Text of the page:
Heather C. McGhee's specialty is the American economy--and the mystery of why it so often fails the American public. As she dug into subject after subject, from the financial crisis to declining wages to collapsing public infrastructure, she found a common problem at the bottom of them all: racism--but not just in the obvious ways that hurt people of color. Racism has costs for white people, too. It's the common denominator in our most vexing public problems, even beyond our economy. It is at the core of the dysfunction of our democracy and even the spiritual and moral crises that grip us. Racism is a toxin in the American body and it weakens us all. But how did this happen? And is there a way out? To find the way, McGhee embarks on a deeply personal journey across the country from Mississippi to Maine, tallying up what we lose when we buy into the zero-sum paradigm--the idea that progress for some of us must come at the expense of others.
A 3,000-year history of the census chronicles the practices of the ancient world through the Supreme Court rulings of today, examining how censuses have been used as tools of democracy, exclusion and mass surveillance.
An economics reporter at The New York Times, through ground-level reporting. Chronicles America’s housing crisis from its West Coast epicenter, revealing the decades of history and economic forces that have brought us here.
Blends personal narrative, city politics and national history in the story of Chicago's iconic public-housing project to trace its evolution from a 1940s slum to a towering community only blocks from the Gold Coast, where crime and government failures impacted the lives of countless families before the razing and dispersals of 2011.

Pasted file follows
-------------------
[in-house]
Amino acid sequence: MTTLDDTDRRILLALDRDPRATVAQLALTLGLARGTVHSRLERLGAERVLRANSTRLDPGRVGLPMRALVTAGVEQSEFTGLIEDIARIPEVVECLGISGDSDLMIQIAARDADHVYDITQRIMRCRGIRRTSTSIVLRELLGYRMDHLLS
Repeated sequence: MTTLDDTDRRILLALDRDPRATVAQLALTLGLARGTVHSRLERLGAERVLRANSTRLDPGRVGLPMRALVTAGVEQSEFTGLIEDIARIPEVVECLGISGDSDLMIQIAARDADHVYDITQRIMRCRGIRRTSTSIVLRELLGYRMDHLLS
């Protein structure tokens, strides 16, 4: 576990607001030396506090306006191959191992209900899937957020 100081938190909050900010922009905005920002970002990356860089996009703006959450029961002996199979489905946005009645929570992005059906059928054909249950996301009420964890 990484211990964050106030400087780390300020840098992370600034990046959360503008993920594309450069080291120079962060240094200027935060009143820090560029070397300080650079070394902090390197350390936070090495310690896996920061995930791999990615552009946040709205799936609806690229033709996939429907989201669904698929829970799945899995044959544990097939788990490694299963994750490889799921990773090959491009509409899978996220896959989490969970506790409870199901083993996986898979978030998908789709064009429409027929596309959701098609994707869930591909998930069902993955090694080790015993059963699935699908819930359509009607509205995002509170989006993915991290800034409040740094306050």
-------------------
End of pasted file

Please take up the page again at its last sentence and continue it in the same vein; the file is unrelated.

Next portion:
Demographics not only define who we are, where we live, and how our numbers change, but--for those who can read beyond the raw figures--they open up hidden business opportunities that lie ahead. What will happen when retiring Boomers free up jobs? How will Generation Y alter housing and transportation? Which states will have the most dynamic workforces? Will American manufacturing rebound as Asia's population boom stalls? Upside puts this powerful yet little-understood science to work finding answers. Demographer Kenneth Gronbach synthesizes reams of data to show how generations impact markets and economies, and how to target promising trends.
Demographics determine the direction of your business. Demographic trends can be overwhelming, misleading, confusing, conflicting, and difficult to predict. Not anymore. John Burns and Chris Porter wrote this book to help make demographic trends easier to understand, quantify, and anticipate. Readers of this book will have a huge competitive advantage because they will be making decisions with facts, and they will be better able to adjust their strategies when unanticipated events shift prevailing trends.
This book provides a unique portrayal of Housing First as a 'paradigm shift' in homeless services. Since 1992, this approach has spread nationally and internationally, changing systems and reversing the usual continuum of care. The success of Housing First has few parallels in social and human services.
A Harvard sociologist examines the under-represented challenge of eviction as a formidable cause of poverty in America, revealing how millions of people are wrongly forced from their homes and reduced to cycles of extreme disadvantage that are reinforced by dysfunctional legal systems.